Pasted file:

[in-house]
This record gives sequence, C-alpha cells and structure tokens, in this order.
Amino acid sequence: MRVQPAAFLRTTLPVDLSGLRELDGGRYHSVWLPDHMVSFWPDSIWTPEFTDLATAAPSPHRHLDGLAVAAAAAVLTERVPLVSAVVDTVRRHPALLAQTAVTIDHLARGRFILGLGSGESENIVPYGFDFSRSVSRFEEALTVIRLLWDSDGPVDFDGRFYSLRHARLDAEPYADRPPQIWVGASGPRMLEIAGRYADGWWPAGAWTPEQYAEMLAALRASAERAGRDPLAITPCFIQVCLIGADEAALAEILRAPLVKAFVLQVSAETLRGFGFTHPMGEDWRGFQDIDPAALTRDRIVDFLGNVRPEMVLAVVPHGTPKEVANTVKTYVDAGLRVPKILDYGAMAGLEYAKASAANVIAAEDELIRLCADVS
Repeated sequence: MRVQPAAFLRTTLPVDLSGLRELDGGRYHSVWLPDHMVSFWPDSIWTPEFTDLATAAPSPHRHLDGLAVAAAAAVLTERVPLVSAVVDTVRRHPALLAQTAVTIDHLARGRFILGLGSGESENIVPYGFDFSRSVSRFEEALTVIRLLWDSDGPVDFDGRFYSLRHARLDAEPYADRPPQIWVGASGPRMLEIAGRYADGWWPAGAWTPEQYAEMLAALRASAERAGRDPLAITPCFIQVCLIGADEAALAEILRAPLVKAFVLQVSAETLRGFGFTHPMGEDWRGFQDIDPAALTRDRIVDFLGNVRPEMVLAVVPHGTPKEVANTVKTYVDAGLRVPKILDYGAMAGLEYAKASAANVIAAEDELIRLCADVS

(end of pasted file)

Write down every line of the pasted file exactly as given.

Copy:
[in-house]
This record gives sequence, C-alpha cells and structure tokens, in this order.
Amino acid sequence: MRVQPAAFLRTTLPVDLSGLRELDGGRYHSVWLPDHMVSFWPDSIWTPEFTDLATAAPSPHRHLDGLAVAAAAAVLTERVPLVSAVVDTVRRHPALLAQTAVTIDHLARGRFILGLGSGESENIVPYGFDFSRSVSRFEEALTVIRLLWDSDGPVDFDGRFYSLRHARLDAEPYADRPPQIWVGASGPRMLEIAGRYADGWWPAGAWTPEQYAEMLAALRASAERAGRDPLAITPCFIQVCLIGADEAALAEILRAPLVKAFVLQVSAETLRGFGFTHPMGEDWRGFQDIDPAALTRDRIVDFLGNVRPEMVLAVVPHGTPKEVANTVKTYVDAGLRVPKILDYGAMAGLEYAKASAANVIAAEDELIRLCADVS
Repeated sequence: MRVQPAAFLRTTLPVDLSGLRELDGGRYHSVWLPDHMVSFWPDSIWTPEFTDLATAAPSPHRHLDGLAVAAAAAVLTERVPLVSAVVDTVRRHPALLAQTAVTIDHLARGRFILGLGSGESENIVPYGFDFSRSVSRFEEALTVIRLLWDSDGPVDFDGRFYSLRHARLDAEPYADRPPQIWVGASGPRMLEIAGRYADGWWPAGAWTPEQYAEMLAALRASAERAGRDPLAITPCFIQVCLIGADEAALAEILRAPLVKAFVLQVSAETLRGFGFTHPMGEDWRGFQDIDPAALTRDRIVDFLGNVRPEMVLAVVPHGTPKEVANTVKTYVDAGLRVPKILDYGAMAGLEYAKASAANVIAAEDELIRLCADVS